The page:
North Pine Heritage Trail



Lieutenant John Oxley, the Surveyor-General of New South Wales, discovered the Pine River on 1 December 1823 with the assistance of the castaway ticket-of-leave convicts, John Finnegan and Thomas Pamphlett. During his brief ascent of the North Pine River, which took his party as far as the lower section of today’s Sweeney Reserve, Oxley observed a large number of Aboriginal people and commented on the presence of a wall of green bushes used as a weir to trap mullet and whiting in an inlet near the present North Coast Railway Bridge. Oxley also noted the existence of “a great many very fine cypresses” which he later correctly referred to as pines; in his official report, submitted on 10 January 1824, he enthused about the “great quantities of pine” to be seen along the river.

Although the date of Oxley’s discovery can be regarded as marking the commencement of sustained European intervention in the Pine Rivers District, the area had been occupied by the North Pine Clan of the Turrbal people for countless thousands of years. During the mid 19th century, Dalaipi was a distinguished Turrbal elder and rainmaker. It was Dalaipi, then nearly sixty years of age, who encouraged the area’s best-known pioneer, Tom Petrie (1831-1910), to establish a cattle run in the area. Dalaipi was the Traditional Custodian of a complex of several highly significant cultural sites: the Petrie bora ground known as ‘Nindur-ngineddo’ (literally ‘leech-sitting down’ and so associated with a leech dreaming place), the main ring of which was located near the present Petrie roundabout; the ‘Mandin’ (or Mundin) fishing hole first reported by Oxley’s party, and a rain increase site on the north bank of the North Pine River a short distance upstream from the fishing site. Yebri Creek nearby was also a popular camping area. It has been suggested that, by sharing his land with a person he could trust, Dalaipi was, in fact, protecting his most valuable possession from unsympathetic landholders.

The North Pine River Reserve, which later came to be known as Sweeney Reserve, is the oldest tract of land in the Pine Rivers District preserved for government purposes, having been set aside by the surveyor, James Warner (1814-1891), as a road and water reserve. Warner was sent in 1862 to survey the first batch of 64 country farm allotments in the Redcliffe Agricultural Reserve. By this time, a ford over the North Pine River had been established by Tom Petrie. Following his establishment of the Murrumba Run in 1859, it is likely that the ford, later known as Petrie’s Crossing, and a track roughly following the course of today’s Gympie Road through Lawnton and Strathpine, would have provided Petrie with the means of communicating with other farming families who had settled in the Bald Hills area from 1857. As timber-getters were active in the region from the 1840s seeking valuable softwoods such as Red Cedar, Beech and Hoop Pine, it is likely that a well-developed network of tracks traversed the area prior to Petrie’s arrival. Sweeney Reserve marks the height of navigation on the North Pine River, and it is known that one of the most significant rafting grounds in the Pine Rivers District had been located in this area.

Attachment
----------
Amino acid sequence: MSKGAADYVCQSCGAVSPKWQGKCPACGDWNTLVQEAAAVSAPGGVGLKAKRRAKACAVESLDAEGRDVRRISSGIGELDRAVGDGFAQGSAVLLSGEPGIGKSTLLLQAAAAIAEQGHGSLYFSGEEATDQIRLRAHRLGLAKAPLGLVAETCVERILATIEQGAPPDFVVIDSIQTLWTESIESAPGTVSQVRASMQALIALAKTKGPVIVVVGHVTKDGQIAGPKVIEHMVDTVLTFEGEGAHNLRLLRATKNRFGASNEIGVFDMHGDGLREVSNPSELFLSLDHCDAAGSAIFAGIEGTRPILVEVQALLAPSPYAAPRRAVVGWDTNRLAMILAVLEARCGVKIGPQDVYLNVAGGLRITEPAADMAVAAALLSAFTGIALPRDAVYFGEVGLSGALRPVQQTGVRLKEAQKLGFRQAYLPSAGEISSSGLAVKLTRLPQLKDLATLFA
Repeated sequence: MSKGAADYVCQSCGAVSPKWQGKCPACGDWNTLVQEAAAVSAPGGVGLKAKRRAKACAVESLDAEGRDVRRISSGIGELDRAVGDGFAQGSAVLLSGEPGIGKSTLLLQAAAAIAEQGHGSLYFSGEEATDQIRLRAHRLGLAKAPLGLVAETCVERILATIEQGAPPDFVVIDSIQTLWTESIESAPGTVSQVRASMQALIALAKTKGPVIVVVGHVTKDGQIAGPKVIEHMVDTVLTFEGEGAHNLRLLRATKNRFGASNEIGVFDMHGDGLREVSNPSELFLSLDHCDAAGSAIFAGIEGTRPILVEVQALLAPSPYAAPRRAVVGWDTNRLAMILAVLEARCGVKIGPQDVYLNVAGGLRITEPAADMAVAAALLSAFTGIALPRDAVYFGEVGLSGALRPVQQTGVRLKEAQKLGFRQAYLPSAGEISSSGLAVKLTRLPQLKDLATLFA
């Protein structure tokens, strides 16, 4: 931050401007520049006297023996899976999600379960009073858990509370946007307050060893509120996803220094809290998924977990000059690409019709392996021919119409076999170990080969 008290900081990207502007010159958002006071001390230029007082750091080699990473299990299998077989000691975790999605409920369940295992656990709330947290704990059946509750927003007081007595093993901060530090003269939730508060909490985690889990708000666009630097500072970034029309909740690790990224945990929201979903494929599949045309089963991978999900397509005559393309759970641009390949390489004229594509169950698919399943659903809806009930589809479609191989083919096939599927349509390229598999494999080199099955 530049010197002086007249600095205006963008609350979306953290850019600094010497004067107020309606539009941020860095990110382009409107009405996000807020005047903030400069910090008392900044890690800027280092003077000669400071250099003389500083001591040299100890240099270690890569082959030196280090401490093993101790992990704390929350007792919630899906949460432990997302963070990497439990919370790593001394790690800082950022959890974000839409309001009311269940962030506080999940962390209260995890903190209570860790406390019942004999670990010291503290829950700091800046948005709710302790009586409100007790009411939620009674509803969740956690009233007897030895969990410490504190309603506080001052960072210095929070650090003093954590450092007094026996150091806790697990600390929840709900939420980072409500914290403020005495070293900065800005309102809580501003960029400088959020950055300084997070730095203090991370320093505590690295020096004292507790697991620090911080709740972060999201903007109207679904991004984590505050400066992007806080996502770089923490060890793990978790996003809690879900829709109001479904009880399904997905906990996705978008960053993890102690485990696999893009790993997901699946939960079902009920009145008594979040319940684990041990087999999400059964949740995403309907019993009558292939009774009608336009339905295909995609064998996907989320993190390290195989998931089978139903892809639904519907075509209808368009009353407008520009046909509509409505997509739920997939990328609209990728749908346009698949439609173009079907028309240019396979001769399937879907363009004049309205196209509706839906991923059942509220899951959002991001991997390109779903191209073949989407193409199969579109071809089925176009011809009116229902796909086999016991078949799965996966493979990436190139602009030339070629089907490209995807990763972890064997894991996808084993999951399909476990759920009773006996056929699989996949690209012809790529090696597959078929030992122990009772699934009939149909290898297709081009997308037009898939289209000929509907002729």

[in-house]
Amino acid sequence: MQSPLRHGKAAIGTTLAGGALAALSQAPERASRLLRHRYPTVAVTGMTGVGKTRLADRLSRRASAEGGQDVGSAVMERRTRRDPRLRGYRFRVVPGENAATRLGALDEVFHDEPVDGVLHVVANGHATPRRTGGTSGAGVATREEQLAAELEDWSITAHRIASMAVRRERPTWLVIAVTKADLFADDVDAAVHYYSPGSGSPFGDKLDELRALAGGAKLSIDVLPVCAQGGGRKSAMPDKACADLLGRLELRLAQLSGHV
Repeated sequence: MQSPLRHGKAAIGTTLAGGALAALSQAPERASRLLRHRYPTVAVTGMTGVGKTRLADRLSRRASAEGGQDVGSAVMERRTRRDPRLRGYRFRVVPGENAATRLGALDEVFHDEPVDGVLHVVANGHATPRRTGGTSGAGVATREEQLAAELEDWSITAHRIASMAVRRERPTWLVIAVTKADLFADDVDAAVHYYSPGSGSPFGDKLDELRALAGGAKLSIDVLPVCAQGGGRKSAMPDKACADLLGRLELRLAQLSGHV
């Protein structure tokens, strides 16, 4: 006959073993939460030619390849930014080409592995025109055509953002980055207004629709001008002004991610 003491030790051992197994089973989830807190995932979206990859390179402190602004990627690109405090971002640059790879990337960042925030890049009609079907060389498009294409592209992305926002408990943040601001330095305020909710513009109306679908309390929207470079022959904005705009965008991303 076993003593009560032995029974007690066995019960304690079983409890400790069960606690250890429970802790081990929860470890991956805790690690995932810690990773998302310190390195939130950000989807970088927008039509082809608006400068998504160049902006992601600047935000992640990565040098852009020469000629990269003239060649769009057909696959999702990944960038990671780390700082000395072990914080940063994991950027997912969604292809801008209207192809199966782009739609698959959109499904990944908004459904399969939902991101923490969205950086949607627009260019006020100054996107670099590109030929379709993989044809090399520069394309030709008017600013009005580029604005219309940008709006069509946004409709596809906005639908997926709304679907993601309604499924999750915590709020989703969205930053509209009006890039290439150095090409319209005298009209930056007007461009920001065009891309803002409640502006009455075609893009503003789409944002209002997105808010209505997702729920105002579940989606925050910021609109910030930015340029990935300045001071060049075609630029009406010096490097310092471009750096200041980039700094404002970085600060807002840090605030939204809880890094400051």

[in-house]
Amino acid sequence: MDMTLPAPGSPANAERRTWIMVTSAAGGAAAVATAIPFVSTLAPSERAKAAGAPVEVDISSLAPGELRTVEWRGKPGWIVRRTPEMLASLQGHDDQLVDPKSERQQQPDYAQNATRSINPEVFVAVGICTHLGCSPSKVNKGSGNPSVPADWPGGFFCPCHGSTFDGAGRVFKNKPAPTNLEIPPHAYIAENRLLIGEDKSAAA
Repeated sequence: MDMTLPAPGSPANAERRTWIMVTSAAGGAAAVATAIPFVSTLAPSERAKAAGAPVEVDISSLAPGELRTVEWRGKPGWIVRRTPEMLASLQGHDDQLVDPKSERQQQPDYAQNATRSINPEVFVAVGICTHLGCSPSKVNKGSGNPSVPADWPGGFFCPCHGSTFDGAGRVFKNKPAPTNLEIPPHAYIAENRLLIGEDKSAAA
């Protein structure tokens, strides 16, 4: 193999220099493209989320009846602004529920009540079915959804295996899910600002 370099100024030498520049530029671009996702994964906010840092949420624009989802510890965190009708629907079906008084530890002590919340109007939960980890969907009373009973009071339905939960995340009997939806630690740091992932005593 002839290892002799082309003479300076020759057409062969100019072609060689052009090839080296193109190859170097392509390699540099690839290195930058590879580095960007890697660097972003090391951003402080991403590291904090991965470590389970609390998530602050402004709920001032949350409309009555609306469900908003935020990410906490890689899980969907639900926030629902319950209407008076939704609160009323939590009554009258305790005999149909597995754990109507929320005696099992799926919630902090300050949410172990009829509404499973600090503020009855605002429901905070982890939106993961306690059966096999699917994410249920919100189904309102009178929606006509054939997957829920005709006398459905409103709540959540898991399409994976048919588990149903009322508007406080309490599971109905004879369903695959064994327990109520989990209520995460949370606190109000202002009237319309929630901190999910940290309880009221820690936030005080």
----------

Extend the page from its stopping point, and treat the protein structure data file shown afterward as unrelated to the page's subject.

By the first two decades of the 20th century, the reserve was described as “a water reserve and camping ground” and it was extensively used both as a picnic ground and as a resting and watering place for travelling stock. By 1924, the year in which control of the reserve was transferred to the Pine Shire Council, it was reported that the area was so well used “by the public of the city and surrounding districts as a picnic spot” that over 1,100 people were present each Sunday during the Christmas holidays. In addition to arriving in motor vehicles, large numbers of visitors caught the train to Petrie Railway Station.


North Pine River Reserve, 1923.
Moreton Bay Region Libraries (Strathpine Library) P0775



North Pine River Reserve, 1920s.
Courtesy of Eric Willmer.
Moreton Bay Region Libraries (Strathpine Library) P1428/18



North Pine River Reserve, 1930s.
Courtesy of Eric Willmer.
Moreton Bay Region Libraries (Strathpine Library) P1428/16

In recognition of its rich history, Sweeney Reserve, which remains as one of the most attractive recreational areas in the Pine Rivers District, was entered in the Queensland Heritage Register on 11 December 2008.